Friday, August 18, 2006

Just Like the Boys

When Seth was growing up there were two girls who were like his sisters. I wrote about one of them (Tina), a few weeks ago when she got married. The other (Brenda) is a college basketball coach. She has a friend we met at the wedding who plays professional basketball for the NY Liberty. I’m only giving you the details because they took us to a place we should have been for a long time. A professional female sports event.

The Liberty does a Team Hi-5 before the game
There were thousands of kids at the game. Many little girls wearing Becky “Hammon” t-shirts. (Becky is Brenda’s friend). But also many boys and many men. There were lots of mothers with children and many fathers with their daughters. Jordan wasn’t with us, because she is in rehearsal, but she would have been if it were possible. It also made me incredibly sad to think about men who have daughters and love sports but they don’t share the two.

Becky Hammon shoots for 3

Some just figure they don’t have time for either frivolous sports or their kids, and some because they chose to walk away from their families and the god given opportunity to be with their children, and many because they think girls’ sports is for girls. Of course it is. But like women’s tennis, track, and soccer, professional basketball is wonderful to watch. The women who play are aware and grateful for the fans. There is no ego and no self important acting out. They are talented, graceful, and fun. The sports venue provides a perfect place for sharing family time.

Women of my age never thought about sports as a career. The only women allowed on the field, when I was in high school, were those who aspired to be cheerleaders Their role, of course, was to cheer the boys on. High school sports for girls before 1972, (a year of change in every aspect of society), meant wearing red gym suits and never participating in sports other than running a lap around the track or an occasional round of dodge ball. Women having the opportunity to play professional sports or college sports, or high school sports was not always a given. Until Title IX.

The University of California at Santa Cruz provides this information: “The federal law prohibiting sex discrimination in educational institutions is Title IX of the Educational Amendments Act of 1972 (amending the Higher Education Act of 1965). The law states that "no person in the United States shall on the basis of sex be excluded from participation in, be denied the benefits of, or be subjected to discrimination under any education program or activity receiving federal financial assistance.”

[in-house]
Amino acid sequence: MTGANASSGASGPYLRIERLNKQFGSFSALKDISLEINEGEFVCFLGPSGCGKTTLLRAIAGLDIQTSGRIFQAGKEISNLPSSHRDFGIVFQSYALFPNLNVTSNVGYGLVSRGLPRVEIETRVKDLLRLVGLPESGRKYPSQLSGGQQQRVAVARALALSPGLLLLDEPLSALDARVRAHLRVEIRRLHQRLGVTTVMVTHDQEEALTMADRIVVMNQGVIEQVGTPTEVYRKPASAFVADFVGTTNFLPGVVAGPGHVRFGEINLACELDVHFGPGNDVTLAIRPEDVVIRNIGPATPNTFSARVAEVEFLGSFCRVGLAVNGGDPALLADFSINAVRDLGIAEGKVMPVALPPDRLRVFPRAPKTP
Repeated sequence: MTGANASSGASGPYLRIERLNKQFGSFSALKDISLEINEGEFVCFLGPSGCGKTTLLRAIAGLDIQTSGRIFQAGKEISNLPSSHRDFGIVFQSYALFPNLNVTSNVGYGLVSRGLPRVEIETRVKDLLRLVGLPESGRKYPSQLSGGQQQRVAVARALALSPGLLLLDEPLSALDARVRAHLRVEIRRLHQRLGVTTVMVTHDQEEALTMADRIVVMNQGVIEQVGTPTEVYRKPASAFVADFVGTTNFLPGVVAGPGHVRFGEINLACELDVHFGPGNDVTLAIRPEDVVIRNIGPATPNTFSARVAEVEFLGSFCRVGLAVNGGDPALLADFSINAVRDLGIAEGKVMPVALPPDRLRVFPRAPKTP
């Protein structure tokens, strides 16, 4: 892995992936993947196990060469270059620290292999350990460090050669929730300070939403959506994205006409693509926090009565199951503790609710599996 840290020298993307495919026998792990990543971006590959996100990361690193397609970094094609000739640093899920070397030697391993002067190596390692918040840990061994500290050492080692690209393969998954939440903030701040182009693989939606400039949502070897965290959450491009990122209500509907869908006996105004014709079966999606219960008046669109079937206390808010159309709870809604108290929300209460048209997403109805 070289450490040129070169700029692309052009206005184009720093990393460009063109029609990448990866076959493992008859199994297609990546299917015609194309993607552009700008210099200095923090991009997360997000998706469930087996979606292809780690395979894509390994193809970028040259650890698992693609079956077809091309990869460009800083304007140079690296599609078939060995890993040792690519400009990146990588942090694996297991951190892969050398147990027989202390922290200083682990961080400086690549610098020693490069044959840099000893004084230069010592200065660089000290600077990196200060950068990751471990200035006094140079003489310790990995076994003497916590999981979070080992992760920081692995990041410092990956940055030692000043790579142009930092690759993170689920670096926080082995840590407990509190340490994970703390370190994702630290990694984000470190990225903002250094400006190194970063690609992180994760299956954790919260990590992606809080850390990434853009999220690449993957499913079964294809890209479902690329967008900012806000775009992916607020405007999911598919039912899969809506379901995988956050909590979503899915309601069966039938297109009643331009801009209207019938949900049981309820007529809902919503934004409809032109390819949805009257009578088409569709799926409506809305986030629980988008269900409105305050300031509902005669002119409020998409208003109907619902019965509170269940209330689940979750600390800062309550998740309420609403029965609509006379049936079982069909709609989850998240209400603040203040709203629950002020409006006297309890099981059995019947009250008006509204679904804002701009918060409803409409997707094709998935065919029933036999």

In other words, Title IX prohibits high schools and colleges that receive federal funds from discriminating on the basis of gender. Title IX is most commonly invoked to ensure equal opportunities for girls and women in high school and college athletics. But it was meant for more than that.

There were a number of organizations and people responsible for Title IX. There were and are numbers of people who still believe Title IX takes something away from boys and gives it to girls. The implication being that girls are neither serious or don’t matter. The law needs to be defended, constantly. If I were a young woman, participating in an otherwise male-perceived activity I would hang a picture of Marcia D. Greenberger on my wall and thank her everyday for fighting to protect and extend the parameters of this very important Law. Marcia founded the National Women’s Law Center the same year that Title IX was passed. She keeps a watchful eye on any areas of potential discrimination against girls, like science, math, and technology. Her most difficult task has been to debate right wing and self righteous women. “They don’t tell the truth but people listen”. She often says. I suggested to her that we tell too much truth by feeling like we need to explain everything—and people don’t listen. But that’s another blob.

Personally, I got excused absences from gym because it was boring and I was lazy. But I wanted to take shop and car repair and that was not permitted. Maybe that’s where my aversion to “you’re not allowed” began.

Title IX is critical because (if a law can do this), it insists opportunity be provided to women. Women’s sports is delightfully different, but equally demanding. If you have been to a WNBA basketball game, and seen the look on the faces of those little girls when they watched the game or met the athletes; or attended a high school science fair where the nerds happily include girls; or even attended a girls lacrosse game, where the play is extraordinary and even though they brush one another’s hair at halftime, you know they are serious about the sport, you would get it. Girls love a competitive game (whether sports or academic) and as the mother of a female, I am thrilled that any girl who wants a chance at any career, is by law, able to pursue it -- just like the boys. We’re Just Sayin…Iris

No comments: